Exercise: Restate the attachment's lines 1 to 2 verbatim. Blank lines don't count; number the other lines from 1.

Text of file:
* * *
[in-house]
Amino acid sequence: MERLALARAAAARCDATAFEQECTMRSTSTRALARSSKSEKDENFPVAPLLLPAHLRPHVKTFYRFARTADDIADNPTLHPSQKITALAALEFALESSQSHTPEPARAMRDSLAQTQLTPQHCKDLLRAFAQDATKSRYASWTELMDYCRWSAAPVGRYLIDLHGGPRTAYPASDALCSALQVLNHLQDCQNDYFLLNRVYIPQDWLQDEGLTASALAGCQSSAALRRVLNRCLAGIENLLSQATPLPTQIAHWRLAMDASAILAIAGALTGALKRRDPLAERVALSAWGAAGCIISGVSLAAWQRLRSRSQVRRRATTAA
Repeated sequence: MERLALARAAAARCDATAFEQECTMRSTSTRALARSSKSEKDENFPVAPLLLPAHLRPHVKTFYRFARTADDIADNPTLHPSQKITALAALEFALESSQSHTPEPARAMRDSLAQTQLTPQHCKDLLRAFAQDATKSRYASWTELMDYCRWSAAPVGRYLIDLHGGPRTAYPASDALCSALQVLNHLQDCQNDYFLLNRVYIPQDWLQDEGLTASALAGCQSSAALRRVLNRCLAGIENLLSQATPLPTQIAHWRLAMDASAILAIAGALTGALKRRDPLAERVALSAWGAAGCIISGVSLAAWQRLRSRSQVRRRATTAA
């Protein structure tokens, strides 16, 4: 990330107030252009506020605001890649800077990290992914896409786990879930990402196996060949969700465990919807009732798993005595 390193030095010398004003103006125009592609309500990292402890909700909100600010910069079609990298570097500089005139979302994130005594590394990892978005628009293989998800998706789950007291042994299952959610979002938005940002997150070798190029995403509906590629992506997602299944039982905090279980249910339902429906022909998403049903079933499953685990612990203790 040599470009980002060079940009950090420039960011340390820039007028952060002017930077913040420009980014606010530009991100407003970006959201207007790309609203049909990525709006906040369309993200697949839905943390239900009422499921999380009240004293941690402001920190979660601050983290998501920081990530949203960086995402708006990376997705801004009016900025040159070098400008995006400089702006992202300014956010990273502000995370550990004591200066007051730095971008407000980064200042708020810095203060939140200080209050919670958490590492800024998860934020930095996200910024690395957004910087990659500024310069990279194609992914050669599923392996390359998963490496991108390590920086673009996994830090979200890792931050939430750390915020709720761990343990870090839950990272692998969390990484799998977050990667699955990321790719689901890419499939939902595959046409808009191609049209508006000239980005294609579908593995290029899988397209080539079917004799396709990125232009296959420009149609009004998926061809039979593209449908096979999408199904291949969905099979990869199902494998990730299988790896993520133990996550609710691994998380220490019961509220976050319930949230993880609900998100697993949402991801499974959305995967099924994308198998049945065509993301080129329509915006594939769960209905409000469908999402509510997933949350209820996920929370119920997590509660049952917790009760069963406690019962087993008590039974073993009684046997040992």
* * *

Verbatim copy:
[in-house]
Amino acid sequence: MERLALARAAAARCDATAFEQECTMRSTSTRALARSSKSEKDENFPVAPLLLPAHLRPHVKTFYRFARTADDIADNPTLHPSQKITALAALEFALESSQSHTPEPARAMRDSLAQTQLTPQHCKDLLRAFAQDATKSRYASWTELMDYCRWSAAPVGRYLIDLHGGPRTAYPASDALCSALQVLNHLQDCQNDYFLLNRVYIPQDWLQDEGLTASALAGCQSSAALRRVLNRCLAGIENLLSQATPLPTQIAHWRLAMDASAILAIAGALTGALKRRDPLAERVALSAWGAAGCIISGVSLAAWQRLRSRSQVRRRATTAA